Although Jefferson's trial counsel appeared at the pre-sentence hearing and is shown on the transcript as representing him, it is not clear whether he was appointed by the court or was acting pro bono. However, Jefferson stated that he had asserted claims of ineffective assistance of counsel against him; that he had initiated this proceeding for a sentence hearing on his own; that trial counsel had "come down there [to prison] to see me" (apparently after reversal of the judgment for lack of a sentence hearing) but that Jefferson had "fired" him because he had gotten him 24 life sentences and in his own opinion appellant could have received less time "without even putting in a plea"; that counsel had not consulted with him concerning matters to be considered in the pre-sentence hearing; and that he wanted a different attorney appointed to represent him to present evidence and argue the legal issues related to the multiple sentences.
Trial counsel stated that the habeas court had conducted a hearing and had found Jefferson's ineffective assistance claims to be "totally without merit, off base . . . and ridiculous." He said: "I am not going to stand up hear and allow him to make such ridiculous statements."
Jefferson stated that his claims had not been ruled on by the habeas court, and there is nothing in the record in this case showing the final disposition of the habeas corpus proceeding or when it occurred.
The sentencing court noted that the ineffective assistance claim was before another court but commented that trial counsel had represented Jefferson as best he could under the circumstances, that he had done everything the law required him to do, and that Jefferson was not entitled to have another attorney appointed for sentencing. Jefferson urged that he was unable to present mitigating evidence with out the assistance of counsel. The court impliedly denied the request. Counsel was not asked, nor did he offer, any evidence or argument in extenuation or mitigation on defendant's behalf.
Instead, based on a consideration of the written material submitted by Jefferson and the report of the pre-sentence investigation by the probation department, the court reimposed the same sentences Jefferson had previously been given. The sentence sheet records that the defendant appeared pro se. This pro se appeal followed.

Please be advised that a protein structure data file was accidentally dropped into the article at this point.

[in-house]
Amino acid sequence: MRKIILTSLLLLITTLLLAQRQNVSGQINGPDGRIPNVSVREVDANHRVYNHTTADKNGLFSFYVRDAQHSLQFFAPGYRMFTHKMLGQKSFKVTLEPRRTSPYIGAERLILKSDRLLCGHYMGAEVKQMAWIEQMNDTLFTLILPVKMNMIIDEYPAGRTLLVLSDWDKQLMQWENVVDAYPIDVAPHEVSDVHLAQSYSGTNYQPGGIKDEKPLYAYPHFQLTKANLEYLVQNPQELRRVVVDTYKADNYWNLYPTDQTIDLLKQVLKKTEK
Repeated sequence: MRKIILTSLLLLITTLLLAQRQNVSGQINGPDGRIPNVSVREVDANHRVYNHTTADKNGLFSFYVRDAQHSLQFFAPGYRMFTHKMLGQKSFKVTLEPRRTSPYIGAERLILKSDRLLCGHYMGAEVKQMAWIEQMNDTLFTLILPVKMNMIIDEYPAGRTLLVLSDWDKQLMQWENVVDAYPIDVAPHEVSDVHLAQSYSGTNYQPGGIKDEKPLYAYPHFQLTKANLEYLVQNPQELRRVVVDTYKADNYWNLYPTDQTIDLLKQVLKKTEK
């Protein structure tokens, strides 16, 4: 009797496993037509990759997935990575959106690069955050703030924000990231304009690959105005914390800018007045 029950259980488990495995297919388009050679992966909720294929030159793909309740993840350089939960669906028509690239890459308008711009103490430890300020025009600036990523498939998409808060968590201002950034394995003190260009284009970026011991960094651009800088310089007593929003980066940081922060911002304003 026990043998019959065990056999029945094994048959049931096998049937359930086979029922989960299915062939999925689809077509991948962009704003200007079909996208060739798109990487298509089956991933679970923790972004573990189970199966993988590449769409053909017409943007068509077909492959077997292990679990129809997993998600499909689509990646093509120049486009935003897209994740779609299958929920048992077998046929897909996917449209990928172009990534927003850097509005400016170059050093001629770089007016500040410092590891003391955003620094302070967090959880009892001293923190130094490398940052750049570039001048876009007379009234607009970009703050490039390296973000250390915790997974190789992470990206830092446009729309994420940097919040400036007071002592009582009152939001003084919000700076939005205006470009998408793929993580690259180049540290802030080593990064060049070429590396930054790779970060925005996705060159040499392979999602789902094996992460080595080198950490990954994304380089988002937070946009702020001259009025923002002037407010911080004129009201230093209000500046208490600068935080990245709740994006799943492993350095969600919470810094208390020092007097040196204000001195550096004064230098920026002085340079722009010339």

As recognized by the majority, Jefferson's sentencing was more than ministerial, and he was entitled to counsel at sentencing under the Sixth Amendment.
He asserted the right to counsel at what in this instance qualifies as "the first opportunity," at the outset of the sentencing hearing, although he could have moved the court in advance of the hearing to appoint counsel. He did, however, notify the court of the pending habeas corpus in which the effectiveness of counsel was at issue, before the day of sentencing. See Dill v. State, 193 Ga. App. 213
, 214 (387 SE2d 424
He did not waive counsel by filing a habeas corpus petition alleging ineffective assistance of counsel. Nor did he waive counsel by refusing his services for sentencing purposes, as the two were then adverse parties in pending litigation involving representation itself, as demonstrated by the absence of a final disposition of the habeas corpus case, by counsel's expressed views on the matter of defendant's complaint against him, and by the fact that defendant pro se had won a reversal of the sentences on the procedural deficiency in the sentencing, which counsel had overlooked. Jefferson v. State, 205 Ga. App. 687 (423 SE2d 425) (1992)
Of course, if counsel is not either unable or unwilling to represent a defendant, the defendant may not refuse to cooperate with appointed counsel (counsel here may be pro bono rather than appointed) and then claim he was not effectively represented. Rivers v. State, 250 Ga. 303
, 307 (6) (298 SE2d 1